Queen's Theatre, Dublin

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Queen's Theatre, Dublin
Adelphi Theatre
Adelphi Theatre Dublin.jpg
Adelphi Theatre (1829–1844)
AddressPearse Street
Dublin 2
Typepatent theatre

The Queen's Theatre, Dublin, located in Pearse Street was originally built in 1829 as the Adelphi Theatre.[1] This building was demolished in 1844 and rebuilt. It reopened that same year as the Queens Royal Theatre,[2] the new owner having been granted a Royal Patent to operate as a patent theatre. The theatre quickly became known as simply the Queen's.

It was most famous in the 20th century as the home of the Happy Gang,[3] a troupe of comics, singers and musicians including Danny Cummins, Jimmy Harvey, Mick Eustace and Cecil Nash. The regular members of the "gang" took part in sketches as required, but in addition each had to be a solo performer in his own right.

The Abbey Theatre took over the building after the Abbey fire of 1951 and remained until July 1966. The lease was then put up for sale. Trinity College Dublin were the ground landlords, but the Department of Education refused to grant them the funds to purchase the building. The lease was purchased by Herbert McNally, who was involved in the cinema business. He attempted to secure planning permission to build a office block, and when this was refused he sold it to George Colley.[3] The theatre closed in 1969 and was demolished in 1975.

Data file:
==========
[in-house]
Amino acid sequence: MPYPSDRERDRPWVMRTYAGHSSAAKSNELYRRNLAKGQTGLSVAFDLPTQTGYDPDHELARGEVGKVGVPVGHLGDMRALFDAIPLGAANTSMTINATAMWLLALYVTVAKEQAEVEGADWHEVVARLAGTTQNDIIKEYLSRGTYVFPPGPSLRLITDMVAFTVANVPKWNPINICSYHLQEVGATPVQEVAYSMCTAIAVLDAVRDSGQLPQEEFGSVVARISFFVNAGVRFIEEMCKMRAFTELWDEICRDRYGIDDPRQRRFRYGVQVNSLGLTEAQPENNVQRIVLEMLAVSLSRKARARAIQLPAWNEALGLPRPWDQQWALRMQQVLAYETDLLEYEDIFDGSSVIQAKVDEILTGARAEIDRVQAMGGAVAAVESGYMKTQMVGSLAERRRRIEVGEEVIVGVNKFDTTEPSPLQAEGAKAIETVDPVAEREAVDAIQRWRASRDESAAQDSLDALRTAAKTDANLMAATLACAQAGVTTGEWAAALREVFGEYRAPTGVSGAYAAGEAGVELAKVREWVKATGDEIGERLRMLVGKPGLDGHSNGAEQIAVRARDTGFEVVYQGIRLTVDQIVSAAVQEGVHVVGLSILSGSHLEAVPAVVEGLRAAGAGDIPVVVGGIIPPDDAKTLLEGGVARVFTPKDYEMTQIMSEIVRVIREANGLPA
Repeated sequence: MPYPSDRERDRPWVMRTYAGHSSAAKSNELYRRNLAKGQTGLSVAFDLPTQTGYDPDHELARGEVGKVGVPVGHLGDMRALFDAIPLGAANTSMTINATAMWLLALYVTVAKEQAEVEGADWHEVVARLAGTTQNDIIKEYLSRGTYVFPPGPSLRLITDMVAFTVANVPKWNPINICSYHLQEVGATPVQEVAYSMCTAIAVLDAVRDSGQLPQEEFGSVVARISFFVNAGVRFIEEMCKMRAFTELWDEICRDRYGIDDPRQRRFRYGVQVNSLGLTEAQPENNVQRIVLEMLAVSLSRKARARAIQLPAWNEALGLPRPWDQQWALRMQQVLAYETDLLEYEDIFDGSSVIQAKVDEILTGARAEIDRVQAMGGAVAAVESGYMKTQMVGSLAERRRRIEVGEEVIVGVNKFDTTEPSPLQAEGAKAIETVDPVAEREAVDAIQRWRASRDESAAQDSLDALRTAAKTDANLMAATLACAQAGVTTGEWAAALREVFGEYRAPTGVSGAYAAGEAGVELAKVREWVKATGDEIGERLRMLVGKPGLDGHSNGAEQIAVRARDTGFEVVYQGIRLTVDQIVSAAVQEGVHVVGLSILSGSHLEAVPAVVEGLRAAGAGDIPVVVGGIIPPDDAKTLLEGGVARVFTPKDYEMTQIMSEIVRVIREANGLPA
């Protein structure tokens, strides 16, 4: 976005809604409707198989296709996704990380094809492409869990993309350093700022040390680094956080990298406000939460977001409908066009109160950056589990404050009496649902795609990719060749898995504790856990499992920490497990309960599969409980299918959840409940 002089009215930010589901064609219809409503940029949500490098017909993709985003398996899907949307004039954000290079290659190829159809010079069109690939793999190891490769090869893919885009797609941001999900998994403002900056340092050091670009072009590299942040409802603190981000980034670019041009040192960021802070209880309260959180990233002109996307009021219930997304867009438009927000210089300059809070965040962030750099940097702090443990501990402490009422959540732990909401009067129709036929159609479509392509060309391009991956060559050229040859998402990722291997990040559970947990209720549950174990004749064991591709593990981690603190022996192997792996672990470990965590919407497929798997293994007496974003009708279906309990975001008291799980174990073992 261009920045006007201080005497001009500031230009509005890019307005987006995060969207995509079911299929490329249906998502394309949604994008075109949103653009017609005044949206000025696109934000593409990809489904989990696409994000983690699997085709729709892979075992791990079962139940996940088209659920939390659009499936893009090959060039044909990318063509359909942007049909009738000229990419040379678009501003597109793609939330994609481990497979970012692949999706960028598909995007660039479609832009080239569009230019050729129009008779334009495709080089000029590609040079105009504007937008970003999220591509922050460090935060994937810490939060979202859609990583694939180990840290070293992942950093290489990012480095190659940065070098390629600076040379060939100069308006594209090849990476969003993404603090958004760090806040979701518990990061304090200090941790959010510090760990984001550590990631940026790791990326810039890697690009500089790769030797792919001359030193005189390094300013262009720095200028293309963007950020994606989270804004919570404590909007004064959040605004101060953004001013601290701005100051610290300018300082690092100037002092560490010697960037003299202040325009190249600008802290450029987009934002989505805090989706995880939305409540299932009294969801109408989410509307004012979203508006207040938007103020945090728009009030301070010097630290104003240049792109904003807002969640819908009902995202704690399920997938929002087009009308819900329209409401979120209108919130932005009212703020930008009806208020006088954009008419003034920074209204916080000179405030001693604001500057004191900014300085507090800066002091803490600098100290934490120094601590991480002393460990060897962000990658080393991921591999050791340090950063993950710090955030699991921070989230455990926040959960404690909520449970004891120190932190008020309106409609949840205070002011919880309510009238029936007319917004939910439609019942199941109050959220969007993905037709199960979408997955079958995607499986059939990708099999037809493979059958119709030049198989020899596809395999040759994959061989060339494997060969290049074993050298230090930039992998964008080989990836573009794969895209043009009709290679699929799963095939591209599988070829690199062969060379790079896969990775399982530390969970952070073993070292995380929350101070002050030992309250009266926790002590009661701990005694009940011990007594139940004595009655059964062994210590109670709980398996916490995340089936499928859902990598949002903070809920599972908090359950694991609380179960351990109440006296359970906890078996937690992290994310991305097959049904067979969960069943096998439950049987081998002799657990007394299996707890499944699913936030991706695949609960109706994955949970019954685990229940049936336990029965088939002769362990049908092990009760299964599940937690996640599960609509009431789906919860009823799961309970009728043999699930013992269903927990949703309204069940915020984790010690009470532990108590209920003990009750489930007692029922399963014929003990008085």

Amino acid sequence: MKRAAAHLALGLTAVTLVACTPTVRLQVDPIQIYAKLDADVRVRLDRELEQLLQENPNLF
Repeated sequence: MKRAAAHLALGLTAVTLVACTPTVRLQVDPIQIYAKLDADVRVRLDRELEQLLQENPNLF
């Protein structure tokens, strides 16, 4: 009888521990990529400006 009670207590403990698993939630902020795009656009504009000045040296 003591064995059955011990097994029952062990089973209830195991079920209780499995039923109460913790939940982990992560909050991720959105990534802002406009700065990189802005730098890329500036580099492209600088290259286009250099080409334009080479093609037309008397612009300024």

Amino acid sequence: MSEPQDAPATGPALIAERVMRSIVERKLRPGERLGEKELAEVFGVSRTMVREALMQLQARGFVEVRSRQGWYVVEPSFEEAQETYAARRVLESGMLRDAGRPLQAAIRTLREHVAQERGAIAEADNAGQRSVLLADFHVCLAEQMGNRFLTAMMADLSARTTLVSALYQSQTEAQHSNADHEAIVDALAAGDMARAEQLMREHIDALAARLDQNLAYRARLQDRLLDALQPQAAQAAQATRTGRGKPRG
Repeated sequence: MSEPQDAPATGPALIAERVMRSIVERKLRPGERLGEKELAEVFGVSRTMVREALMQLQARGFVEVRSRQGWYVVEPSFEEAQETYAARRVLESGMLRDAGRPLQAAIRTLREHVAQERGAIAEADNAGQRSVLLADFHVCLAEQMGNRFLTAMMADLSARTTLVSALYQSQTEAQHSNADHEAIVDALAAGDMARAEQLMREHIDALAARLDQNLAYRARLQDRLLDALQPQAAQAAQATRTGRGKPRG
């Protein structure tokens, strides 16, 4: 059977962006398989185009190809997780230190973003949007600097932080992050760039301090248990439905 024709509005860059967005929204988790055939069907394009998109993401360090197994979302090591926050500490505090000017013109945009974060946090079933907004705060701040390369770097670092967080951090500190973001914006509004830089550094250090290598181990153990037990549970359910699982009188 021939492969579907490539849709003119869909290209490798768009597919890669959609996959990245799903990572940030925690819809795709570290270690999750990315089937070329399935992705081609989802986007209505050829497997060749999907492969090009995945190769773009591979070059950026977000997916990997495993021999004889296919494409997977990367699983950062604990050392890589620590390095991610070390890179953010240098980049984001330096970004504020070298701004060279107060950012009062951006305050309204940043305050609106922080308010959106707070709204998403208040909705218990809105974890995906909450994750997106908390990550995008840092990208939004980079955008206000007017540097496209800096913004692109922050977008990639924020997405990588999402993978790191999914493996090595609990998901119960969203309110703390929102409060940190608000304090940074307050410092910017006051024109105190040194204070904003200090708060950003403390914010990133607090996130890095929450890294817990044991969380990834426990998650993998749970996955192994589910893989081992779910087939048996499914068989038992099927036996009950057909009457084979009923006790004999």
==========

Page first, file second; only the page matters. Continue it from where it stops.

The new building, Áras An Phiarsaigh, was built on the site.[3]


  1. ^ Finegan, John (1994). "Dublin's Lost Theatres". Dublin Historical Record. 47 (1): 96.
  2. ^ Kerins, Des. "The Queen's Theatre". arthurlloyd.co.uk. Retrieved 15 March 2015.
  3. ^ a b c McDonald, Frank (1985). The destruction of Dublin. Dublin: Gill and Macmillan. pp. 44–45. ISBN 0-7171-1386-8. OCLC 60079186.
  • Ryan, Philip B. The Lost Theatres of Dublin. (The Badger Press, 1998) ISBN 0-9526076-1-1

Coordinates: 53°20′42″N 6°15′17″W / 53.344938°N 6.254622°W / 53.344938; -6.254622